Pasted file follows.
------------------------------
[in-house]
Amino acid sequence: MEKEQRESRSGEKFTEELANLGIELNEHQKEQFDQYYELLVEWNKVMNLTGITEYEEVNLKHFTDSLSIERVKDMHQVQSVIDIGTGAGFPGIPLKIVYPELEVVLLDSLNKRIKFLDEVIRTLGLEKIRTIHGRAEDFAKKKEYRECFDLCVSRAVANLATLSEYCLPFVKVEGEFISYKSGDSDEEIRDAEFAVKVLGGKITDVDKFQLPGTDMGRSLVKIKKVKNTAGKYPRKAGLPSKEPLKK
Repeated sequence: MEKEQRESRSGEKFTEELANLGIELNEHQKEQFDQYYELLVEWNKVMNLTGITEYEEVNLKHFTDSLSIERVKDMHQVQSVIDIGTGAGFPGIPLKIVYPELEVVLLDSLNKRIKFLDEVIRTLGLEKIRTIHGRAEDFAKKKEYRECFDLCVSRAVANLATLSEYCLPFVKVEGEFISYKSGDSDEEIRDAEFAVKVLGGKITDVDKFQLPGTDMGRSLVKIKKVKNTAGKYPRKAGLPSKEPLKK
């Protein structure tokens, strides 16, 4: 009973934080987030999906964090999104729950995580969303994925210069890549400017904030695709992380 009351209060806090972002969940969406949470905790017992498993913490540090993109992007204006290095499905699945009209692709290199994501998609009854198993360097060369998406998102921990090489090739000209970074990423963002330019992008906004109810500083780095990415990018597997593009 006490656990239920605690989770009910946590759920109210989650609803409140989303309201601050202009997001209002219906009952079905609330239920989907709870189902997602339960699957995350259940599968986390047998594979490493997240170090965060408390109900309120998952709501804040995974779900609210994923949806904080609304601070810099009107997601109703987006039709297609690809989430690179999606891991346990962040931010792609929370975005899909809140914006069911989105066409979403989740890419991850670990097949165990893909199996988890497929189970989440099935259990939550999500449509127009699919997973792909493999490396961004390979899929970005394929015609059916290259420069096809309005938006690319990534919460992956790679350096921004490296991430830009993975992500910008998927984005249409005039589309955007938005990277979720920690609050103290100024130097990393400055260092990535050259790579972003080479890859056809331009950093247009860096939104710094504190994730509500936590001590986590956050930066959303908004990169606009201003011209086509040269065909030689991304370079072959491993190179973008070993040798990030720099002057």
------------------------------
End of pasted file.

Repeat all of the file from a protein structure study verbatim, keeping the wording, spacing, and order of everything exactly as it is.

[in-house]
Amino acid sequence: MEKEQRESRSGEKFTEELANLGIELNEHQKEQFDQYYELLVEWNKVMNLTGITEYEEVNLKHFTDSLSIERVKDMHQVQSVIDIGTGAGFPGIPLKIVYPELEVVLLDSLNKRIKFLDEVIRTLGLEKIRTIHGRAEDFAKKKEYRECFDLCVSRAVANLATLSEYCLPFVKVEGEFISYKSGDSDEEIRDAEFAVKVLGGKITDVDKFQLPGTDMGRSLVKIKKVKNTAGKYPRKAGLPSKEPLKK
Repeated sequence: MEKEQRESRSGEKFTEELANLGIELNEHQKEQFDQYYELLVEWNKVMNLTGITEYEEVNLKHFTDSLSIERVKDMHQVQSVIDIGTGAGFPGIPLKIVYPELEVVLLDSLNKRIKFLDEVIRTLGLEKIRTIHGRAEDFAKKKEYRECFDLCVSRAVANLATLSEYCLPFVKVEGEFISYKSGDSDEEIRDAEFAVKVLGGKITDVDKFQLPGTDMGRSLVKIKKVKNTAGKYPRKAGLPSKEPLKK
């Protein structure tokens, strides 16, 4: 009973934080987030999906964090999104729950995580969303994925210069890549400017904030695709992380 009351209060806090972002969940969406949470905790017992498993913490540090993109992007204006290095499905699945009209692709290199994501998609009854198993360097060369998406998102921990090489090739000209970074990423963002330019992008906004109810500083780095990415990018597997593009 006490656990239920605690989770009910946590759920109210989650609803409140989303309201601050202009997001209002219906009952079905609330239920989907709870189902997602339960699957995350259940599968986390047998594979490493997240170090965060408390109900309120998952709501804040995974779900609210994923949806904080609304601070810099009107997601109703987006039709297609690809989430690179999606891991346990962040931010792609929370975005899909809140914006069911989105066409979403989740890419991850670990097949165990893909199996988890497929189970989440099935259990939550999500449509127009699919997973792909493999490396961004390979899929970005394929015609059916290259420069096809309005938006690319990534919460992956790679350096921004490296991430830009993975992500910008998927984005249409005039589309955007938005990277979720920690609050103290100024130097990393400055260092990535050259790579972003080479890859056809331009950093247009860096939104710094504190994730509500936590001590986590956050930066959303908004990169606009201003011209086509040269065909030689991304370079072959491993190179973008070993040798990030720099002057």